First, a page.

I am a paleobotanist interested in understanding the ecology of vegetation systems in Earth’s past. I focus my efforts on past warm intervals, including the Early Eocene Climatic Optimum (~52 Ma) and the Middle Miocene Climatic Optimum (~15 Ma). My PhD work, with Dr. Caroline Strömberg, seeks to characterize the Middle Miocene Climatic Optimum in the Pacific Northwest, and understand its impact on vegetation. I aim to combine geochemical and paleobotanical techniques to comprehensively characterize these ancient environments and tease out additional influences on plant ecology beyond climate.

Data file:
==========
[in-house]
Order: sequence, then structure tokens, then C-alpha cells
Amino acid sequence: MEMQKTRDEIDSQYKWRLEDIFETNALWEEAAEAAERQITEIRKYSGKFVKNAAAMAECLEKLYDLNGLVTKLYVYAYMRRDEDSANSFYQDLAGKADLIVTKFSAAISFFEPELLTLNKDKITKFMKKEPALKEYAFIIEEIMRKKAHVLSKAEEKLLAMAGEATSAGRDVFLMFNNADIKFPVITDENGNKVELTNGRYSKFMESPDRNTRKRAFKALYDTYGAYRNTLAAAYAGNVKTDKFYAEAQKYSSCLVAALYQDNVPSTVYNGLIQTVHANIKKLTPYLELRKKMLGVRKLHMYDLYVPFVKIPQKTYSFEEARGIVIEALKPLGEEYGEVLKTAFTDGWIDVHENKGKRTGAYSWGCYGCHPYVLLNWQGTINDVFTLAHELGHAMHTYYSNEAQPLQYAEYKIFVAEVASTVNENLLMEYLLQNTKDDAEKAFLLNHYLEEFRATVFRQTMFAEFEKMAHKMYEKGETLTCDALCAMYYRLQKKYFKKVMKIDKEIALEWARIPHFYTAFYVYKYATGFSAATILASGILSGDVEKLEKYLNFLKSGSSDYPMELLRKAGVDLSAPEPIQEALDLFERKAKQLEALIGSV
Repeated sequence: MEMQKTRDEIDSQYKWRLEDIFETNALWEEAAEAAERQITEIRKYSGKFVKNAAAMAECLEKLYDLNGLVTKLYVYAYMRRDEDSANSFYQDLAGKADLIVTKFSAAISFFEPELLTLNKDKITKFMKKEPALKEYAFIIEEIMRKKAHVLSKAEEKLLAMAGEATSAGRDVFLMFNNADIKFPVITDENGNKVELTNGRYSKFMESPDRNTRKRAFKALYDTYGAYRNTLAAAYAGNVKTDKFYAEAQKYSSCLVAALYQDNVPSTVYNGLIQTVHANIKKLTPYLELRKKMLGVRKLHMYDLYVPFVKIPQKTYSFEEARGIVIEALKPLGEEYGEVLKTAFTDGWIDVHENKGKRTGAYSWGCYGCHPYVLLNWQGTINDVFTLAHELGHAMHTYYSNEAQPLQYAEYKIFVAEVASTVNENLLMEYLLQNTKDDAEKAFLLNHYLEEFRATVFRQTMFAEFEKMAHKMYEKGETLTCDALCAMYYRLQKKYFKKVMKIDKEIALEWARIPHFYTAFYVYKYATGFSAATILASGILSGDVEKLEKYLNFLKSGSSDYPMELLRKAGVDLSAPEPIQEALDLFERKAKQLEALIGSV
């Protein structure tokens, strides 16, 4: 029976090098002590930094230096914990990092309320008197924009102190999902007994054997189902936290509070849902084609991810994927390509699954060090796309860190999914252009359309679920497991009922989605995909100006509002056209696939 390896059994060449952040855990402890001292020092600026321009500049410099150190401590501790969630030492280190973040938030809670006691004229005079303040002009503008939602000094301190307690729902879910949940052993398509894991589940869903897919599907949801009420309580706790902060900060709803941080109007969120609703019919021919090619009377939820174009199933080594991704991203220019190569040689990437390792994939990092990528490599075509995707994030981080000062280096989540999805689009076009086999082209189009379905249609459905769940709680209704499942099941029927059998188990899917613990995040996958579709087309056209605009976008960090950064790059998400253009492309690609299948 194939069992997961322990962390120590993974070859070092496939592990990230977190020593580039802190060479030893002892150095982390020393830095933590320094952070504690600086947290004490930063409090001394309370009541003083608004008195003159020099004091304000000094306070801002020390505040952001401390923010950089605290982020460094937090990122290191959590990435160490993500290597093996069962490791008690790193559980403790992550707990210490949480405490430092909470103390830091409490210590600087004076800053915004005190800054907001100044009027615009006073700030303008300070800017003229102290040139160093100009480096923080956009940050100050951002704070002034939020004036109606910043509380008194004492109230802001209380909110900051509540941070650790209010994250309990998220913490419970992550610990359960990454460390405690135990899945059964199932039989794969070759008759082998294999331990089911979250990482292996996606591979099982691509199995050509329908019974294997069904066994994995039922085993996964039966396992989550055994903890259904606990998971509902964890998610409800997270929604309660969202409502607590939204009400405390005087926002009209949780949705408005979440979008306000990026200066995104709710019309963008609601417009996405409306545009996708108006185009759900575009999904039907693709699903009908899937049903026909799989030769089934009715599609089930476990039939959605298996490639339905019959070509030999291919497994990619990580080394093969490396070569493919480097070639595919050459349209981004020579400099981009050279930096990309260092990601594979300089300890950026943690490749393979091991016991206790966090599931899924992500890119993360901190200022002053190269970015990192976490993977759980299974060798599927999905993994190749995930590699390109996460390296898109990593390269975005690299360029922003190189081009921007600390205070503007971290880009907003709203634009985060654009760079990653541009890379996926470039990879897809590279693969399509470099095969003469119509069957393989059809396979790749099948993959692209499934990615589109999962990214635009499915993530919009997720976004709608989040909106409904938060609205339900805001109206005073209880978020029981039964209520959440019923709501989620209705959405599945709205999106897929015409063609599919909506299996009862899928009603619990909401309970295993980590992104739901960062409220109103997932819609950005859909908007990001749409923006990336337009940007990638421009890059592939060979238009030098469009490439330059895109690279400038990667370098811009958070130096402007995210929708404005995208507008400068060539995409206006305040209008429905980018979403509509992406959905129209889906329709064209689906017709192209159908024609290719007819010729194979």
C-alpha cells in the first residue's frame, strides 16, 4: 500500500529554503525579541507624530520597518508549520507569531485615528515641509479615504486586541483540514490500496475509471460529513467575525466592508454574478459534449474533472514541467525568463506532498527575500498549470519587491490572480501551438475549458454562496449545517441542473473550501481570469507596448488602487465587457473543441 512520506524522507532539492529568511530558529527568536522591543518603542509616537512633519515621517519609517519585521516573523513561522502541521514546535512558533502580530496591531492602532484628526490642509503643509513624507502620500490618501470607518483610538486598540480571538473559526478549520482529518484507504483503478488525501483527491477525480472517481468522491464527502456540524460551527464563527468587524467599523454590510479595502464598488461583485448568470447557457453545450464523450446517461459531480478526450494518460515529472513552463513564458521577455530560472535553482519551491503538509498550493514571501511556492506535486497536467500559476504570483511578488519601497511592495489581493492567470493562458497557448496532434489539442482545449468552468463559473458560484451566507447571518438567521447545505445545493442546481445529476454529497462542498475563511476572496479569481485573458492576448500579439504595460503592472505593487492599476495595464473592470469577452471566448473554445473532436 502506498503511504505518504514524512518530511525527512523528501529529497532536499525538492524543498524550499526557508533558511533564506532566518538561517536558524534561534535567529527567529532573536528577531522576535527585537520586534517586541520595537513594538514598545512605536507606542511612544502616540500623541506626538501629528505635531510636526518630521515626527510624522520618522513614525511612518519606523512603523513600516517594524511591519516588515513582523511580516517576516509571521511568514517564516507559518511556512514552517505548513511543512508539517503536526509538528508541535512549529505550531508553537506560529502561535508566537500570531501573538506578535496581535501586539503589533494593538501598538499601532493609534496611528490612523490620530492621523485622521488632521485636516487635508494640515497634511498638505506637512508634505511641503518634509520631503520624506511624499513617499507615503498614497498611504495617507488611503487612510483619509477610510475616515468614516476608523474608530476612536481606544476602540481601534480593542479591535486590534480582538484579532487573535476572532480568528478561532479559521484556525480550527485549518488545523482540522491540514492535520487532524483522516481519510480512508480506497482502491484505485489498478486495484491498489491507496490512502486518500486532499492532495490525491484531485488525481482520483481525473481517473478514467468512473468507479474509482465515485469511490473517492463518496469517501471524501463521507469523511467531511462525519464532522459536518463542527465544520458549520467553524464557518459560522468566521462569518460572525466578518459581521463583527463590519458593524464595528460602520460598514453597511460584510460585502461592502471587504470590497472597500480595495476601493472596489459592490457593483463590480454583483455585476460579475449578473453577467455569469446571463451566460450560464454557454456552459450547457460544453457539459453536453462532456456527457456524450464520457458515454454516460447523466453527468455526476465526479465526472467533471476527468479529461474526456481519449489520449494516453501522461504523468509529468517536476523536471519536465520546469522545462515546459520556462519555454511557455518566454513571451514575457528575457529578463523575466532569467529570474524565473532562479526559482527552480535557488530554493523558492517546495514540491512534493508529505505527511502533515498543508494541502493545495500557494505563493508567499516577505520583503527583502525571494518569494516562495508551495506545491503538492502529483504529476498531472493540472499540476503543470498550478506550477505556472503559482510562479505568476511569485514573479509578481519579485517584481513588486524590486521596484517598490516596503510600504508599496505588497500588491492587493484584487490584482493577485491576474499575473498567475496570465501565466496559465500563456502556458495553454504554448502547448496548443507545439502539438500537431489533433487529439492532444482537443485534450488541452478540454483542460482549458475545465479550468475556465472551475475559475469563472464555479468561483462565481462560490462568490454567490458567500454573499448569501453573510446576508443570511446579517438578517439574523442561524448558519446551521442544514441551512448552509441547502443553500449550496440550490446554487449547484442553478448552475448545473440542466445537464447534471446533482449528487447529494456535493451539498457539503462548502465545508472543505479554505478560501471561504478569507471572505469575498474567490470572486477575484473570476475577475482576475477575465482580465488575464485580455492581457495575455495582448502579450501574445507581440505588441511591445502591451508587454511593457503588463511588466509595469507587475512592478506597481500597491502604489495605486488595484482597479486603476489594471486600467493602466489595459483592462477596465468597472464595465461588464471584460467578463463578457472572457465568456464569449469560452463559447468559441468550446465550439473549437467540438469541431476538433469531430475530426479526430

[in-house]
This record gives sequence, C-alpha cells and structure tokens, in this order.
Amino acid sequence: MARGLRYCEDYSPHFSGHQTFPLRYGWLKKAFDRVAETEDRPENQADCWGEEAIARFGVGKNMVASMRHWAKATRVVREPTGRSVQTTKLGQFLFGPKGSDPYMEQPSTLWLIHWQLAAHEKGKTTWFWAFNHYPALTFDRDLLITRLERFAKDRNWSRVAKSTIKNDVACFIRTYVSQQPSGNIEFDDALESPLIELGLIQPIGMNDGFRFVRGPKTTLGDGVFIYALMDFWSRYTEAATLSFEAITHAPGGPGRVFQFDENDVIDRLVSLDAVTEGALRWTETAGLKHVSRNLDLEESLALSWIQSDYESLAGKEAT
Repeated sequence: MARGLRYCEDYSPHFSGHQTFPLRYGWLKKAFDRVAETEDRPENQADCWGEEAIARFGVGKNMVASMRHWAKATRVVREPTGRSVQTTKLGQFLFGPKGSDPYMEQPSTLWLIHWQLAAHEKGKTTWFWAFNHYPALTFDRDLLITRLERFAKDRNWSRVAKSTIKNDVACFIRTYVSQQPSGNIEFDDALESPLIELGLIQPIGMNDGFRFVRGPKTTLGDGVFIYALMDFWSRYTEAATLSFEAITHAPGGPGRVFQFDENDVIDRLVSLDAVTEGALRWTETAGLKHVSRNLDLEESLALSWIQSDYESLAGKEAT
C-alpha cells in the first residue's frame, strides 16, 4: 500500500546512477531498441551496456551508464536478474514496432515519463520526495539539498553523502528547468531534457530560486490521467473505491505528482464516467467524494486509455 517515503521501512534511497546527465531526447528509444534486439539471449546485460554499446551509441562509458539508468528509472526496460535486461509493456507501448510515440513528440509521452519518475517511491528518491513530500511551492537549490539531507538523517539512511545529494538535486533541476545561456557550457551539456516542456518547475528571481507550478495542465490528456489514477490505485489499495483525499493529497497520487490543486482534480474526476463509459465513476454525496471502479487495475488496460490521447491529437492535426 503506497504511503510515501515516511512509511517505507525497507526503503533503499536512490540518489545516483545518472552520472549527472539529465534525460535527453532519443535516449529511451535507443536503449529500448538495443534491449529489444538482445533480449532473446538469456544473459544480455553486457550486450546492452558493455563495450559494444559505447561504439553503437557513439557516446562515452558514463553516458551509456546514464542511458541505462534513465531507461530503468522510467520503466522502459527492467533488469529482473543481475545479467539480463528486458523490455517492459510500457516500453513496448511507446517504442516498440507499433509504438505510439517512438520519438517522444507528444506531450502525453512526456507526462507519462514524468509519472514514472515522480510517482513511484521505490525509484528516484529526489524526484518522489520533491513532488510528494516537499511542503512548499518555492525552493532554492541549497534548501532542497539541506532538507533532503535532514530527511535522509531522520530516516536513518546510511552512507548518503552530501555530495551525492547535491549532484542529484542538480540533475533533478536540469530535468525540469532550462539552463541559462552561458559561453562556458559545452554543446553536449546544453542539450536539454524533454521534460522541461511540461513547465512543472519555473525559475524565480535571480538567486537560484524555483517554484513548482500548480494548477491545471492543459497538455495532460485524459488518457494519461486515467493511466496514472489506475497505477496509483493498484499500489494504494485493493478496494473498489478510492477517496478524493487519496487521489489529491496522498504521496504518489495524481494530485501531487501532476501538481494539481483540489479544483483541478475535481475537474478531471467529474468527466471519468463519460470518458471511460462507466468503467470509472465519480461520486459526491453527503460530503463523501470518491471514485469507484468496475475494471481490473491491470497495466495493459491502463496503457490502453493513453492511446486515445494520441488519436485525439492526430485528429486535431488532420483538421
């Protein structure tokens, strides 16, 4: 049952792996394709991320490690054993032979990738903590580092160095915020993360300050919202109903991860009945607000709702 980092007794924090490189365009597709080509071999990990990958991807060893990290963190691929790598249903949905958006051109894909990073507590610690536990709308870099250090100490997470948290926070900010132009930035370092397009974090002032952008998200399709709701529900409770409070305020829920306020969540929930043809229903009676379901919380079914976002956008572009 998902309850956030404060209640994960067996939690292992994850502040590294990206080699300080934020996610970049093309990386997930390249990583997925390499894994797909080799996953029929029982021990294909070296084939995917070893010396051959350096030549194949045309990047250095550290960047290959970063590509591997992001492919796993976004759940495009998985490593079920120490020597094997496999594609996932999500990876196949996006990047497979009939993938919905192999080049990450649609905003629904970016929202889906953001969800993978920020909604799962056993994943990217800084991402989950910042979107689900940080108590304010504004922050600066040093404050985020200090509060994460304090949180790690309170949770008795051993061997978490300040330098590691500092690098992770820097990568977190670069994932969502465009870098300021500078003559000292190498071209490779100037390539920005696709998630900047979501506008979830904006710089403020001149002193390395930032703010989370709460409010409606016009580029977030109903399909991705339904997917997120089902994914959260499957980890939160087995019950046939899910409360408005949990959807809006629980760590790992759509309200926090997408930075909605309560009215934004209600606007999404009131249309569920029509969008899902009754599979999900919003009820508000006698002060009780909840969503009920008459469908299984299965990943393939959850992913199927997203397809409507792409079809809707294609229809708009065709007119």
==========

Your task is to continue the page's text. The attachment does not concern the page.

I grew up in Richmond, Virginia and got a bachelors degree in Geology at the University of Utah. During my time at UofU, I worked for three years in Paleontology Collections at the Natural History Museum of Utah. I also worked with Dr. Gabe Bowen reconstructing ancient climates and enviornments using the chemistry of ancient soils (paleosols). I had two internships in stable isotope labs working with human remains and explosive materials. I got a masters degree at Brandon University in Manitoba, Canada with Dr. Dave Greenwood, studying the lithostratigraphy, ancient vegetation, and ancient climate of the early Eocene McAbee Fossil Beds in south-central British Columbia.